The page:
After a furious start, ten riders succeeded in getting in he breakaway. They got a six-minute advantage but the leaders knew that the battle for the day's victory was not for them due to the peloton's high tempo. With just thirteen kilometres to go, the last remaining attacker was swallowed up and the final climb would decide the winner.

Despite a barrage of attacks on the way to Bellante, no one was able to create a gap. Later, Tadej Pogacar managed to do so when he launched his final sprint in the final kilometre and outsprinted all his competitors. The closest rider to the Slovenian was Jonas Vingegaard, who finished second at two seconds.

"I'm pleased with my perfomance", Vingegaard said. "Pogacar was incredible in the sprint, so hats off to him. After all, it was a tough day today. The fact that I finished second gives me a good feeling."

GC second-place Remco Evenepoel's Quick-Step Alpha Vinyl team posted this report:

An action-packed stage and an action-filled finale unfolded on the roads of Abruzzo, where the Wolfpack showed its intentions with 40 kilometers to go, when Josef Cerny and Kasper Asgreen softened up the peloton and paved the way for a sharp acceleration of Julian Alaphilippe, whose cunning move was soon speculated by Remco Evenepoel.

The winner of this year’s Volta ao Algarve took off from the bunch the first time up the Bellante climb and drew a response from just three riders, together with whom he established a lead that forced the other teams to chase hard in order to bring back this dangerous move that ended up cutting the remnants of the breakaway’s gap to a mere 40 seconds.

It was a day in the mountains. Sirotti photo

At the bottom of the last ascent, the rainbow jersey paced Evenepoel, who waited for the last two kilometers to try an attack that reduced the group to some 20-odd riders. More riders showed their offensive intentions as the road kept tilting uphill, but it was only with 500 meters to go that someone managed to get away. Remco didn’t panic and rode at his own tempo, limiting the losses to Tadej Pogacar (UAE Team Emirates) and rolling over the line in fourth place just two seconds down, keeping hold of his second place in the general classification.

“We tried to make the race hard but there was a lot of headwind in the descent so you couldn’t really do anything significant. But I’m happy we tried. I notice I still lack a bit of punch against those guys on a climb like this, which we rode full gas. Pogacar had everything under control and he’s definitely the deserved winner. I was in the sixth or seventh position with 100 meters to go and I had to make up some ground, but I have no regrets, as the best man won. I’m still second in the GC, and as I said before, I’m here to give my best and try to be on the podium, and so far things are looking good. I’m looking forward to the next days”, said Evenepoel after the hilly stage 4.

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Thibaut Pinot's Groupama-FDJ team posted this report:

On Tirreno-Adriatico, the sprinters left the scene to the punchers/climbers on Thursday, in Bellante. On the final four kilometre climb, Thibaut Pinot fought all the way to place eighteenth on the line, twelve seconds behind the winner and new leader Tadej Pogacar. Another uphill finish is on the menu Friday in Fermo.

The day had a lot of climbing.

For the second and penultimate time, the peloton had to cover more than 200 kilometres on Tirreno-Adriatico on Thursday. There were exactly two hundred and two between Cascata delle Marmore and Bellante, through a hilly course. Unlike the first online stages, the breakaway did not establish itself straight away. More than twenty kilometres were needed for Lilian Calmejane (AG2R-Citroën), Jasha Sutterlin (Bahrain-Victorious), Jhonatan Restrepo (Drone Hopper-Androni Giocattoli), Jonathan Caicedo (EF Education-EasyPost), Diego Rosa (Eolo -Kometa), Einer Rubio (Movistar), Warren Barguil (Arkéa-Samsic), Tsgabu Grmay (BikeExchange-Jayco), Chris Hamilton (Team DSM) and Quinn Simmons (Trek-Segafredo) to go away.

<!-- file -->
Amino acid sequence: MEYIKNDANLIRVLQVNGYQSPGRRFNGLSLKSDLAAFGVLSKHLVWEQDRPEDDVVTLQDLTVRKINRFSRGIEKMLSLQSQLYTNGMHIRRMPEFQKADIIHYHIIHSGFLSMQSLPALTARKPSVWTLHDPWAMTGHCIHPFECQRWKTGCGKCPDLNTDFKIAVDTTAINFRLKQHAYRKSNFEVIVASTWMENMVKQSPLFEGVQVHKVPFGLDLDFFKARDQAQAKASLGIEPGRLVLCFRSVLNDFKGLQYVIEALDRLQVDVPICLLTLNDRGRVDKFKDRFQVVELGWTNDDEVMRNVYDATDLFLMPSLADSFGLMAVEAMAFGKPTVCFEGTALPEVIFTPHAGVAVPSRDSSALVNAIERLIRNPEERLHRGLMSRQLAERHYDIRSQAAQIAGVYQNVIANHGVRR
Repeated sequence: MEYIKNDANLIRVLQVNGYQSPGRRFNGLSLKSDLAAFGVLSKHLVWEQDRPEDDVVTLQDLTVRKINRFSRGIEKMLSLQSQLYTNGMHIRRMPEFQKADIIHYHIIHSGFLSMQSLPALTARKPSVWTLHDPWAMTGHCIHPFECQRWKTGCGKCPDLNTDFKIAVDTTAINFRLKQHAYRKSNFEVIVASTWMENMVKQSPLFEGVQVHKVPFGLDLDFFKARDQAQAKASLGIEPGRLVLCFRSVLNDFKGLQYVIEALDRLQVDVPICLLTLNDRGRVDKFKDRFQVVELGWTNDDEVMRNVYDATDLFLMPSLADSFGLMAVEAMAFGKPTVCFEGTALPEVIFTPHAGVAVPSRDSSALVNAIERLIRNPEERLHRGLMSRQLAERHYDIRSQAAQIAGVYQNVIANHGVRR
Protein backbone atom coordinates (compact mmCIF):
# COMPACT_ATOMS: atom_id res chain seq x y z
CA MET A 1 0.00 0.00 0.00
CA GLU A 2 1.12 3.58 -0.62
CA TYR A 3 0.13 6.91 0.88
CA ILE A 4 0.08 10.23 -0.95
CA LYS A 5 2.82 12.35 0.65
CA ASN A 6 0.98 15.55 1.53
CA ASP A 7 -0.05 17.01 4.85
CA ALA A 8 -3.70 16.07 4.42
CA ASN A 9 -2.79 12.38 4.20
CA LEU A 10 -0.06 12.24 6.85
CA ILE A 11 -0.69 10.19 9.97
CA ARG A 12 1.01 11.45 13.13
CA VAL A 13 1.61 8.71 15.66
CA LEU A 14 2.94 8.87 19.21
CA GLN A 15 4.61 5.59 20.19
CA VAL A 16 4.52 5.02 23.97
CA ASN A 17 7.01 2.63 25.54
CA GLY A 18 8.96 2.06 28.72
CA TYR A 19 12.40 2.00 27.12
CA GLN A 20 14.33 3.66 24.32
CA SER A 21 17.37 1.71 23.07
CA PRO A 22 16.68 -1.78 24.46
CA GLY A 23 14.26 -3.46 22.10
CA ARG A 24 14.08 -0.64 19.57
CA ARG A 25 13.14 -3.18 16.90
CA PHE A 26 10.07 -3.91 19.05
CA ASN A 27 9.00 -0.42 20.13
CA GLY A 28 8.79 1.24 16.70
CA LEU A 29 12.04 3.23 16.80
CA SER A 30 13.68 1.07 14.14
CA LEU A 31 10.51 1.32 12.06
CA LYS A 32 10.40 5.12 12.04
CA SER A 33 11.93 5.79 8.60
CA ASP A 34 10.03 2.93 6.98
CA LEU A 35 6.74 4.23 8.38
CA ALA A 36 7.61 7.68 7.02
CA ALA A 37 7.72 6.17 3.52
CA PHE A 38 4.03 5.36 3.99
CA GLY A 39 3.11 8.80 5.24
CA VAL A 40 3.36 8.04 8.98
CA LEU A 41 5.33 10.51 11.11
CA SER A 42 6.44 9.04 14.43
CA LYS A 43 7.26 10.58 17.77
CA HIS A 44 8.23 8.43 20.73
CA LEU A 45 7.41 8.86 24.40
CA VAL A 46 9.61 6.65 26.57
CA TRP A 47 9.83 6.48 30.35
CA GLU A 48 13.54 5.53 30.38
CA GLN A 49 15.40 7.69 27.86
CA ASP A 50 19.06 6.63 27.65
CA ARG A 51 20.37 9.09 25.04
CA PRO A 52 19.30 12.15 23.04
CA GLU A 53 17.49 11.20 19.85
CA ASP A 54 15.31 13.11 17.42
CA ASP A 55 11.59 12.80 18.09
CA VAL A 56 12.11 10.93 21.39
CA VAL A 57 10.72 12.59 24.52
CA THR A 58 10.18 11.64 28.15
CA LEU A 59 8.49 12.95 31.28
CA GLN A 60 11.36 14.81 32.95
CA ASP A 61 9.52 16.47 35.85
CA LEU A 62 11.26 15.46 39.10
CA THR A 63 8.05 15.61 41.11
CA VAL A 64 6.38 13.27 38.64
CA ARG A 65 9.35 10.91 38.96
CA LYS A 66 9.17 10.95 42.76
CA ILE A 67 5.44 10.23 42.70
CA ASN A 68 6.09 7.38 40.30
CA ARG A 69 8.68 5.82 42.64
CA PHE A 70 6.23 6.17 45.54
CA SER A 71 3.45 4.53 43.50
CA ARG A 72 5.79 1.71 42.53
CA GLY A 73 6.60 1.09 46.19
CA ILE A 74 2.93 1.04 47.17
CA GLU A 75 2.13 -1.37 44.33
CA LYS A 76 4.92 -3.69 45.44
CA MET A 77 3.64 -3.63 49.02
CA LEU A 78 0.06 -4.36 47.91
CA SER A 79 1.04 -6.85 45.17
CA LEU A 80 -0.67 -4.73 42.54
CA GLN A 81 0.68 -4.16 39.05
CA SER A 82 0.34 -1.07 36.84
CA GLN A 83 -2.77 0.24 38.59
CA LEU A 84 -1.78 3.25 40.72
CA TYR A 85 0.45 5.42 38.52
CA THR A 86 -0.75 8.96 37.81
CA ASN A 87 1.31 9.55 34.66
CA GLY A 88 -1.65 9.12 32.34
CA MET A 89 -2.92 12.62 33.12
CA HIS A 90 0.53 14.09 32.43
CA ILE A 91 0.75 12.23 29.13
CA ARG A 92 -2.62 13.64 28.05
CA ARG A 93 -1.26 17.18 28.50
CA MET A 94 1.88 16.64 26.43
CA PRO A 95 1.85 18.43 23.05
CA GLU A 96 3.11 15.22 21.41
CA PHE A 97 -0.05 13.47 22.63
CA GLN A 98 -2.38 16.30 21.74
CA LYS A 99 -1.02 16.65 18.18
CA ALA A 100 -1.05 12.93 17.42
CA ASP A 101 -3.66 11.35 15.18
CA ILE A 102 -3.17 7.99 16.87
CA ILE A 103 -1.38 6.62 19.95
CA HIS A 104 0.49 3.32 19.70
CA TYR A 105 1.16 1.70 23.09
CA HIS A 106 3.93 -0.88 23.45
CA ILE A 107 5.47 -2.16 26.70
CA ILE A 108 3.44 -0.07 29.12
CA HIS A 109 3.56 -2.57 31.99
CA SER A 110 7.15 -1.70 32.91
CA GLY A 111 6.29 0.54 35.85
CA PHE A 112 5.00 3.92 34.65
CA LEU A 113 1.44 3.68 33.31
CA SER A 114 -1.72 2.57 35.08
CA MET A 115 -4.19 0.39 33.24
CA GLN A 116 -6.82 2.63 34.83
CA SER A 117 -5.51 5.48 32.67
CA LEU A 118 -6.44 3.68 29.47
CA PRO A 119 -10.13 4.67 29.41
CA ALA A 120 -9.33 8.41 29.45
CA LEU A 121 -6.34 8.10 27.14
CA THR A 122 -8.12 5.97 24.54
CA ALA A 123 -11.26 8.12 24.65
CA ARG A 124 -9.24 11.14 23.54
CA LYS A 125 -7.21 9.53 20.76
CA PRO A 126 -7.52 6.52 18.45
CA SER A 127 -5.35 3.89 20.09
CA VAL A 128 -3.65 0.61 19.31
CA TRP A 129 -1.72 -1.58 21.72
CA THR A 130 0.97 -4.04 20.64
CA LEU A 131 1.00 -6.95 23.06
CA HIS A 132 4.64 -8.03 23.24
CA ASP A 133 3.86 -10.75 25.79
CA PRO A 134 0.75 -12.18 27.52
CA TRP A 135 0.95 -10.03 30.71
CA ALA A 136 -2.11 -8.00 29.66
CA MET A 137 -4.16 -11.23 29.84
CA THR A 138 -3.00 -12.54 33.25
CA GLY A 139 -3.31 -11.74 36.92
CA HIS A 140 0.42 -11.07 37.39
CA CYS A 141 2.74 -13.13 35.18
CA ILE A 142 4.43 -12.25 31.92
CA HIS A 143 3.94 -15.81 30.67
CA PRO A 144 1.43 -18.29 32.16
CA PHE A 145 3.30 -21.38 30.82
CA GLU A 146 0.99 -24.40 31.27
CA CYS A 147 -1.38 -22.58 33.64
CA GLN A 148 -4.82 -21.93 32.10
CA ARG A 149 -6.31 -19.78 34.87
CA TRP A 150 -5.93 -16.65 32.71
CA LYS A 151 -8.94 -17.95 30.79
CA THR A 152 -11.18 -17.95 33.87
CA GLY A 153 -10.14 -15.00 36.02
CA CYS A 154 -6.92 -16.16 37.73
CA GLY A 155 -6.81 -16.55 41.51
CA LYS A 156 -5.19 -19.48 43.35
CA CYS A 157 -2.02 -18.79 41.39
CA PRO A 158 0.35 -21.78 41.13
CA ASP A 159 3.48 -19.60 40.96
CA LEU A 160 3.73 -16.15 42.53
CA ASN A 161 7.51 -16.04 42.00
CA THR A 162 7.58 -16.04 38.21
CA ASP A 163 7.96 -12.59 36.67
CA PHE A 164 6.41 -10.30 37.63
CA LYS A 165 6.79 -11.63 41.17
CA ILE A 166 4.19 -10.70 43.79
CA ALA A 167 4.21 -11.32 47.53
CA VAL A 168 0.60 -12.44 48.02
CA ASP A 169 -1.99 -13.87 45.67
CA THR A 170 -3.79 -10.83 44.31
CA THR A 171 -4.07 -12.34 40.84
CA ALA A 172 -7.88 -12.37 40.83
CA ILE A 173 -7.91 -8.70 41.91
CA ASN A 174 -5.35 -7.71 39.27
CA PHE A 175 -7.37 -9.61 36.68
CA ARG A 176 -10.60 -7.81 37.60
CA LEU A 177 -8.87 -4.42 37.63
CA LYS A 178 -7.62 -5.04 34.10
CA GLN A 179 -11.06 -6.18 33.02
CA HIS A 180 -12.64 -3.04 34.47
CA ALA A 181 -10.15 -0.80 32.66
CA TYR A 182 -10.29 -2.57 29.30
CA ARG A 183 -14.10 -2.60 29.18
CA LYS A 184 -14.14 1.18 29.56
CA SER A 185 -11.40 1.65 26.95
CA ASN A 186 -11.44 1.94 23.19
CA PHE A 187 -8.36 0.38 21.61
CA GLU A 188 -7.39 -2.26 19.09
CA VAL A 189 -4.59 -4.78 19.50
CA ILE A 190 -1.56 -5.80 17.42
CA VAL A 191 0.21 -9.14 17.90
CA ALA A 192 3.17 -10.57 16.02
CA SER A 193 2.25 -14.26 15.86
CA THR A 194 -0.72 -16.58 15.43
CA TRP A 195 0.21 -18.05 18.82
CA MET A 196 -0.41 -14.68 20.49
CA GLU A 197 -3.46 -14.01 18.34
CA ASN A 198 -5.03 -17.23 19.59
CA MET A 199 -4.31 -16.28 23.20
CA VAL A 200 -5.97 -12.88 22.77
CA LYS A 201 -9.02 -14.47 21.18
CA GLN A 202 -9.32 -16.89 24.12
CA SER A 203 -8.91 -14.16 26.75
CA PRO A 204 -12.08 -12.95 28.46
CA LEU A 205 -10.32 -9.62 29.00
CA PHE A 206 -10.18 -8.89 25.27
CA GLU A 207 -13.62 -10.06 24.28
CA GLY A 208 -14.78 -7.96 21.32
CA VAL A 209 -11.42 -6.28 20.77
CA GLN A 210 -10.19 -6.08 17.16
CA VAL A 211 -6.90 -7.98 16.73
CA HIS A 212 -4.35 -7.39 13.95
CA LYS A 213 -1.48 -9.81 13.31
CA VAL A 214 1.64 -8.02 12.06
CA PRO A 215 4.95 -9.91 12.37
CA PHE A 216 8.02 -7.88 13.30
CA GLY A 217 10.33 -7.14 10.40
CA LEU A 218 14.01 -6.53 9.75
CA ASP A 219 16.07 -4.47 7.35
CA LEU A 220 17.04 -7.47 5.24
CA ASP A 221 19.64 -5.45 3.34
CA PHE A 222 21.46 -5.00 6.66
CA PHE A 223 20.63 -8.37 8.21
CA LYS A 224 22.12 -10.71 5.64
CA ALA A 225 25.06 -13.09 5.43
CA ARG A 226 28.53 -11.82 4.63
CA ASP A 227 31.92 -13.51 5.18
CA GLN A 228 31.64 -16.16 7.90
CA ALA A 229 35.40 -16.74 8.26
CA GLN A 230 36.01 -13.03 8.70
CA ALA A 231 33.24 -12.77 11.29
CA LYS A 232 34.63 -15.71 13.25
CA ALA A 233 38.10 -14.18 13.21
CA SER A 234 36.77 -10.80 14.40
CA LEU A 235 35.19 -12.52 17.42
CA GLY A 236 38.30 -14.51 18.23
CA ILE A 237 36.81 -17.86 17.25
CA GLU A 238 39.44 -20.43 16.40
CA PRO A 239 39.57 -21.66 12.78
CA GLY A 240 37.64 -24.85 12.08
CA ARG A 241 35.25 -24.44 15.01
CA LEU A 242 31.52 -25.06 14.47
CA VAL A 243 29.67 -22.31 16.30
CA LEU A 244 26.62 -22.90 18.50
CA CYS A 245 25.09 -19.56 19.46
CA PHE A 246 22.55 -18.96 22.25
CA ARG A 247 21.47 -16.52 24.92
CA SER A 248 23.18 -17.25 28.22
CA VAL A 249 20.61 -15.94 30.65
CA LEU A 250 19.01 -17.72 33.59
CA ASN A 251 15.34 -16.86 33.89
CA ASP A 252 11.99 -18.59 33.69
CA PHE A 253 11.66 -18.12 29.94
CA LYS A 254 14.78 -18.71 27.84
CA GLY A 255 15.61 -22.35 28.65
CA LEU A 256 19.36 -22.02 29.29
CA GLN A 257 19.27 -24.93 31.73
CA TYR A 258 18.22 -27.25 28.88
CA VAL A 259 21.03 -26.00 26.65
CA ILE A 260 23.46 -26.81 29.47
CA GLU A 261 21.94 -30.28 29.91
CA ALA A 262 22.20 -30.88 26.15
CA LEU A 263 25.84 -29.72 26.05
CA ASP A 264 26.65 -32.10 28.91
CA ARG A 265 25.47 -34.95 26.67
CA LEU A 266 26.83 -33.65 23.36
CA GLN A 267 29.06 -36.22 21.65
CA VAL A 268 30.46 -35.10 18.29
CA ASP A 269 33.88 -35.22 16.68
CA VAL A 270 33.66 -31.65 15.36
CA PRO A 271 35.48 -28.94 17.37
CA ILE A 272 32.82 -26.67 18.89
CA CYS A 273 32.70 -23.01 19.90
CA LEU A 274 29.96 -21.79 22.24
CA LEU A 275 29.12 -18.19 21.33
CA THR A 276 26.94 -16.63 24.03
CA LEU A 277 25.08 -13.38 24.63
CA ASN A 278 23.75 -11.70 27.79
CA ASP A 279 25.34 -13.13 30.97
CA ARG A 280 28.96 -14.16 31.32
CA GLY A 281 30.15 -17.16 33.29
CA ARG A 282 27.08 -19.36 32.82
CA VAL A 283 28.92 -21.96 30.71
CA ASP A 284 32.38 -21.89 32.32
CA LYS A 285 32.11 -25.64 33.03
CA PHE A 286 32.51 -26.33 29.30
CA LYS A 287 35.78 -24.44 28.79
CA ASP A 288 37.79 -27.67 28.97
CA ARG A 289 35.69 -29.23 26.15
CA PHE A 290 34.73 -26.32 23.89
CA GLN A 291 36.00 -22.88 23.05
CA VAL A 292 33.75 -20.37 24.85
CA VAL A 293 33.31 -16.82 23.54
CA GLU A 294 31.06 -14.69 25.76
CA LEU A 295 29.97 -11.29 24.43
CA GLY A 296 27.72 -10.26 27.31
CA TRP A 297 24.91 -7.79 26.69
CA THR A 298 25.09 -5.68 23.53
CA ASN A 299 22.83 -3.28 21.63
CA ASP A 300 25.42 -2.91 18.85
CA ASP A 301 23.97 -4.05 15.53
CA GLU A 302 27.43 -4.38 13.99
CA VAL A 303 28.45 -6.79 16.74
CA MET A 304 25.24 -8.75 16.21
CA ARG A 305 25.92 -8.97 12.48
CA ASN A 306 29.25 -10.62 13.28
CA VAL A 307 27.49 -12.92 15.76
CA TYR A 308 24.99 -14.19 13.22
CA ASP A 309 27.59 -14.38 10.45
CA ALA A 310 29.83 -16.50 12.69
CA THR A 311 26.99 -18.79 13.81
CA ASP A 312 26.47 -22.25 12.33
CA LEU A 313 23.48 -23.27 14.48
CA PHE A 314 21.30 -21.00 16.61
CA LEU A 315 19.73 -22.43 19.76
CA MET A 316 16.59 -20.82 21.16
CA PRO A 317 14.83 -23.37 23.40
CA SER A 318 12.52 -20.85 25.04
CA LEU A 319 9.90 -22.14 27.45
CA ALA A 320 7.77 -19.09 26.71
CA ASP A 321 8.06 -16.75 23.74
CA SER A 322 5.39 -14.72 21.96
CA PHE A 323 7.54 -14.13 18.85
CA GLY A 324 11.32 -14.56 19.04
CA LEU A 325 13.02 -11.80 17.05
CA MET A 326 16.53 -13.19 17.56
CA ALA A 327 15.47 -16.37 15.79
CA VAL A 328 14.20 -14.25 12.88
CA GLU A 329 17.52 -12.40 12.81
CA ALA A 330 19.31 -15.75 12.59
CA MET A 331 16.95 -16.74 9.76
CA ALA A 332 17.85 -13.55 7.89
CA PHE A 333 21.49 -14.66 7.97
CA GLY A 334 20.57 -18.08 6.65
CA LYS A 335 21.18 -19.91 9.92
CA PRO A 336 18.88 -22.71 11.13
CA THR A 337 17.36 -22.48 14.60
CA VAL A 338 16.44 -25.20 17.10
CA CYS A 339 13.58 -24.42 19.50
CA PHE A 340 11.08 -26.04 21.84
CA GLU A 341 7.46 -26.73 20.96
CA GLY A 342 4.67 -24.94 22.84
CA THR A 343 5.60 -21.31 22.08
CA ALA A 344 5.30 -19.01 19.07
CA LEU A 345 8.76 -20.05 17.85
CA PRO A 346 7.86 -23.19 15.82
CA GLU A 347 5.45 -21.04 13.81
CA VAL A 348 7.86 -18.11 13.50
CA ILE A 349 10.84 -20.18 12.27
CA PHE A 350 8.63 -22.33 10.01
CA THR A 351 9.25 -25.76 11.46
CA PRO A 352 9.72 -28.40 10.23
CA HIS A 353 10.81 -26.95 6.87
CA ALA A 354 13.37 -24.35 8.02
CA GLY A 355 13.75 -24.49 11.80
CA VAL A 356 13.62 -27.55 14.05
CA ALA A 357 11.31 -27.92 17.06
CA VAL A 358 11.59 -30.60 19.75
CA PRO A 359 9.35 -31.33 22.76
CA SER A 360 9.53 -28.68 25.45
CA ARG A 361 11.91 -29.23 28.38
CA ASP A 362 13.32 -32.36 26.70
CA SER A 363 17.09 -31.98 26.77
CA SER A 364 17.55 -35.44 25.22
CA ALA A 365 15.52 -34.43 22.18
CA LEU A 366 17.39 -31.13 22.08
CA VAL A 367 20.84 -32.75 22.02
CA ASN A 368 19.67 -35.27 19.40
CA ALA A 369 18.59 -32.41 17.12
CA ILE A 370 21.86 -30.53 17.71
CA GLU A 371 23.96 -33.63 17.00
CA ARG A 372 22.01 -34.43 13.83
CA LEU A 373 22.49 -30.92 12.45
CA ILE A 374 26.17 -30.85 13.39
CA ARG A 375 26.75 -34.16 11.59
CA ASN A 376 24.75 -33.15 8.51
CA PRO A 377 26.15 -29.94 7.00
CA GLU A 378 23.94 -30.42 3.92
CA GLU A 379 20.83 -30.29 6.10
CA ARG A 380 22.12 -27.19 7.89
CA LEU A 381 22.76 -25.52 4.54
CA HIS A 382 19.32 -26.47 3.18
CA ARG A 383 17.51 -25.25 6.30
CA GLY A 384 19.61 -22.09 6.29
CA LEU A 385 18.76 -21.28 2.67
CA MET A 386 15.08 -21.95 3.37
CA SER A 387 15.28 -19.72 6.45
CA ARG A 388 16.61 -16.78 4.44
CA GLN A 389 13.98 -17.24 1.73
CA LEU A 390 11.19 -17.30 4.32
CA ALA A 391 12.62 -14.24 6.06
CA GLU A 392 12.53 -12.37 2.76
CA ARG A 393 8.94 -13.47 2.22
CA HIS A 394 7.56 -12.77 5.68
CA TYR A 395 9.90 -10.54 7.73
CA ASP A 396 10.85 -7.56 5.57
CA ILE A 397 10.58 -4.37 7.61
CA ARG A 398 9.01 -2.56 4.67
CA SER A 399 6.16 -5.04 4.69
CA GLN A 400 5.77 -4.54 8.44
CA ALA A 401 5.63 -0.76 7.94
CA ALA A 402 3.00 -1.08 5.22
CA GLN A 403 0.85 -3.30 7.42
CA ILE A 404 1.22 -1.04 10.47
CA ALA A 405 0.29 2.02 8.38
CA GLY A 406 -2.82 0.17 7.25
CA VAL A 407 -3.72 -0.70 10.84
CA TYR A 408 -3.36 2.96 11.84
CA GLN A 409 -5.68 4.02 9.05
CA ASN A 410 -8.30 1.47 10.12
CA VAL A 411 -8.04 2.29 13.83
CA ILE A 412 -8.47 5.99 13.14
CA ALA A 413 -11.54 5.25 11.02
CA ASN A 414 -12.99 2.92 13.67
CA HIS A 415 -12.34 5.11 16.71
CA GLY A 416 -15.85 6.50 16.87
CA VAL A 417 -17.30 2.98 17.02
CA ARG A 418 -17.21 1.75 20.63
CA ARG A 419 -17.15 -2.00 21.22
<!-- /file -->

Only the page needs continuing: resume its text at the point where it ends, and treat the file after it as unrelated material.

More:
“The first thing for everyone was to get through this tough start to the stage, which we did well overall”, said Sébastien Joly later. “Once the breakaway was gone, it was calmer”. The peloton granted up to six minutes to the leading men and the chase then gradually got under way. After quite a long descending false flat around halfway, the gap was reduced to three minutes with sixty kilometres to go. Soon after, the riders arrived on the Bellante circuit including one climb (4.2 km at 5.7%), and the stage immediately got crazy. “The first lap was extremely fast”, testified Sébastien Joly, speaking about the attack of Tadej Pogacar, Remco Evenepoel and Filippo Ganna following the first downhill.

The attempt was still neutralized a few minutes later while Simmons eventually was the last man standing from the breakaway. At the second time up the climb, twenty kilometres from the finish, he still had a forty-second lead.

Behind him, however, it got lively again within the bunch. Still there at this point, Arnaud Démare fully took part in this aggressive race for a handful of kilometres. Everything finally got back to normal with ten kilometres to go and the former French champion took on a domestique role.

“Today’s goal was to see where Thibaut was physically speaking”, added Sébastien. “In the end, everyone gave a hand. Antoine and Arnaud did a great job in particular to position Thibaut in the best possible way at the bottom of the last climb”. The French climber then tried to follow as much as possible in the final, where many attacks occurred. However, the decisive one happened just a few hundred metres from the line by Tadej Pogacar, who got another win. After a solid effort, Thibaut Pinot netted eighteenth place just twelve seconds off.

“I still miss a bit of power to try to gain some places, but I’m still satisfied,” he said. “It was a real punchy effort and I still lack a bit of race rhythm, but I’m happy with my day and I feel that I’m improving as the race progresses. I hope it will continue this way until Saturday. I would like to finally be able to show myself on a real climb and I hope that the legs will be good as they were today”.

“When you see the speed in the last climb and when you look at the rankings, I think it’s a good top-20 at WorldTour level”, added Sébastien Joly. “He looked quite satisfied on the bus, and he made a good step forward today. There are still two good days for him. It will be steeper tomorrow, and it will be a real climb to do twice after tomorrow. In just three days, he has the chance to test himself on three terrains and we will take stock at the end of the week”.